The Clarke Awards shortlist was announced yesterday and many were surprised to see that it was occupied solely by men. Folks were even more surprised when they found out that the committee involved in the selection was all women. Liz Williams, who was a member of the judging panel and a self-described feminist, wrote on the Guardian that the problem was more with the submissions they received falling more in the fantasy realm than in scifi. She stated with some pride that the selections this year were a return to the “sensawunda” and critical thought that many have complained has been lacking in previous years. She also said that, “as a feminist, I am opposed to including women writers in shortlists just because they are female.”
Michael Stackpole writes in regards to the terms of the Night Shade Books deal, thanks but no thanks. The terms that he and all the other NSB authors are being asked to agree to aren’t incentive enough for him to agree. He outlines a staggering reduction in royalties and a hazy view of what his rights are to some formats of his material as key reasons.
Considering his enormous cultural importance and the fact that he was a brilliant mind and a great human being, it feels only appropriate that I should mention the passing of Roger Ebert, at the age of 70, to cancer.
For the handful of people who visit me daily, I want to apologize for my site being down yesterday. According to my web host, there was a DDoS attack being launched from the same IP cluster that my blog sits on. So they had to isolate my DNS cluster and figure out which one of us that sits on that block was behaving badly. If that’s too technical for you, just nod and smile at me, it’s over now and hopefully won’t happen again.
In other news, hey, it’s Friday em effers! While you’re counting down the hours until your no-pants-dance can begin, please enjoy some links from me.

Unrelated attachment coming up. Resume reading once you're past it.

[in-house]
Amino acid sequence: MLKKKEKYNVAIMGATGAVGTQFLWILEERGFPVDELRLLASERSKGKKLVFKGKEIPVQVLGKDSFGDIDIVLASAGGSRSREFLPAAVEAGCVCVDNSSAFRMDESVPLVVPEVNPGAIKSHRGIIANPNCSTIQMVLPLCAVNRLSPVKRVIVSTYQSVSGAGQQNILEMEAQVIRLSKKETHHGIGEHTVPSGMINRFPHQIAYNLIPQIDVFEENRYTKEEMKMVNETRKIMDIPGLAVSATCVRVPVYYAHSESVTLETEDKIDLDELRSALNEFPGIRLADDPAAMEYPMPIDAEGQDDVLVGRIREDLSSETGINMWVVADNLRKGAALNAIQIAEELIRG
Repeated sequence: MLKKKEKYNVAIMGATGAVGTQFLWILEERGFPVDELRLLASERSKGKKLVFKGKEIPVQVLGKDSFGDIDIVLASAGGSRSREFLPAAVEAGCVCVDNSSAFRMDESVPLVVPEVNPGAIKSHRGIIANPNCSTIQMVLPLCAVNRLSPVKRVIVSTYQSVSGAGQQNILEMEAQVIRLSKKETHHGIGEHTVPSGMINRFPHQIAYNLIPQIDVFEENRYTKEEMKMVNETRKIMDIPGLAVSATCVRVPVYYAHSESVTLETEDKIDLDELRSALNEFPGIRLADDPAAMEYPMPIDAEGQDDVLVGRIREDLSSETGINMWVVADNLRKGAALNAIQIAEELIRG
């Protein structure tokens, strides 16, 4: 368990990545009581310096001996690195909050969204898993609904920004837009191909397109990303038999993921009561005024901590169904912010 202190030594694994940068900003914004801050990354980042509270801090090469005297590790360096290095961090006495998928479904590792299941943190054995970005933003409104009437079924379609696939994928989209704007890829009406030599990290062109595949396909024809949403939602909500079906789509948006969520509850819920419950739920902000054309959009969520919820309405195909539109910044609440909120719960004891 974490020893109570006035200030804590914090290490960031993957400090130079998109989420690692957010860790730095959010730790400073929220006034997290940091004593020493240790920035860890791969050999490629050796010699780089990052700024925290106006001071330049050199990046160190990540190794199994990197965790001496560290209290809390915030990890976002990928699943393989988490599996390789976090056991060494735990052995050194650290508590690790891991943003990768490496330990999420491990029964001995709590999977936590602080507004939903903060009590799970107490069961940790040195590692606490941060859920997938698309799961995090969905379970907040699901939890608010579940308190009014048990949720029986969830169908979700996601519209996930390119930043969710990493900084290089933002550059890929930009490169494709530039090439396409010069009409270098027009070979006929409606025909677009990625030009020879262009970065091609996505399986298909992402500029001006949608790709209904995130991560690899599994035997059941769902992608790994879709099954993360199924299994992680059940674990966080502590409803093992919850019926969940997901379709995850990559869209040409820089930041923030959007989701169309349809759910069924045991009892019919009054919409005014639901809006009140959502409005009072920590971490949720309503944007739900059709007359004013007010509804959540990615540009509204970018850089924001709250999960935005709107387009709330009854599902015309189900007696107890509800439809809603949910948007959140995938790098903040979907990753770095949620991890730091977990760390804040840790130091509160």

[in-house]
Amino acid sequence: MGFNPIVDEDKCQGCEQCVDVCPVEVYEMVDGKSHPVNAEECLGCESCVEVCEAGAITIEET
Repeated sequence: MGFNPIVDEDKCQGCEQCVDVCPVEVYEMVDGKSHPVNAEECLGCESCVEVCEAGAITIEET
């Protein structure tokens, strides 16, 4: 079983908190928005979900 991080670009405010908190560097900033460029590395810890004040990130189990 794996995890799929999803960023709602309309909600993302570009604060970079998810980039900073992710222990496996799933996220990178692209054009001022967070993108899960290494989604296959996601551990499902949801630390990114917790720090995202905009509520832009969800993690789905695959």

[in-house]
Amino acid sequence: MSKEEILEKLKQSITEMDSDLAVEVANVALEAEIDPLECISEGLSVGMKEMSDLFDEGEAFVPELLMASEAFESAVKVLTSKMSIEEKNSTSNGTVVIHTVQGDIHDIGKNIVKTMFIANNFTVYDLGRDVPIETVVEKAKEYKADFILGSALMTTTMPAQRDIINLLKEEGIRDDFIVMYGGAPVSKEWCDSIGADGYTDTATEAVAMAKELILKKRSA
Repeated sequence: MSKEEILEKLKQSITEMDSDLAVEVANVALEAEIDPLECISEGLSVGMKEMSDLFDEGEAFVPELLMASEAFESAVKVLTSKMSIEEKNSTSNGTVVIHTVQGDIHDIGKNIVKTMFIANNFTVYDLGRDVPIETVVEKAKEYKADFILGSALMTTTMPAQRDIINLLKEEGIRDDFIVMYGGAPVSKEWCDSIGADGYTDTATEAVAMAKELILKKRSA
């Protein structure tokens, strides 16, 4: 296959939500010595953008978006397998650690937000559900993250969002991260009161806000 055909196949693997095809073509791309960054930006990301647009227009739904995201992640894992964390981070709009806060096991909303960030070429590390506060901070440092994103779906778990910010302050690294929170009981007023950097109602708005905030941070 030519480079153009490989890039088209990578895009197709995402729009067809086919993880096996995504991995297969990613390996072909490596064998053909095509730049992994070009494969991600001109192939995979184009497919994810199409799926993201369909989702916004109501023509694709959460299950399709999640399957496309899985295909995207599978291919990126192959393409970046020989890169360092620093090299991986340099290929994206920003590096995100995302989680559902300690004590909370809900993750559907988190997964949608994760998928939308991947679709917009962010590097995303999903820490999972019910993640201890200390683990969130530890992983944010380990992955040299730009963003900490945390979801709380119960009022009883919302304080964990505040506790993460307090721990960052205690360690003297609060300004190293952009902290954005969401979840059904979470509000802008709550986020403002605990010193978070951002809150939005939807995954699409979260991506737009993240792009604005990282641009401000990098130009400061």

Today is International Women’s Day, in honor of the accomplishments of women’s struggles everywhere for basic human rights, I’d like to share this short video about women in science fiction and fantasy:
Michael Stackpole, he of the astoundingly awesome writing classes, offers up his 7 Traits of Enduring Characters. Mike has an astounding ability to take all of the writing questions you never even knew you had and answer them, leaving you with that delighted, AHA! expression on your face.
For those of you who haven’t been watching the back-and-forth between Random House’s new Hydra imprint and the Science Fiction Writer’s Association (SFWA), the SFWA has deemed that Hydra is not an eligible market for membership within the SFWA after examining the terms of the standard contract they offer authors. Hydra doesn’t offer an advance and puts the burden of editing and artwork on the author, which goes against the traditional reasons anyone would choose to partner with a publisher. Random House quickly responded that they were viewing this as a new type of partnership, that was “potentially lucrative”. Finally, the board of the SFWA responded that they had delisted Hydra and another Random House ebook only imprint, Alibi. As of today, that’s where it sits. It should be noted that what Random House is toying with is removing all of the risk from their publishing model by forcing authors to pay for everything up front. This is very similar to what is known as the “vanity publishing” model.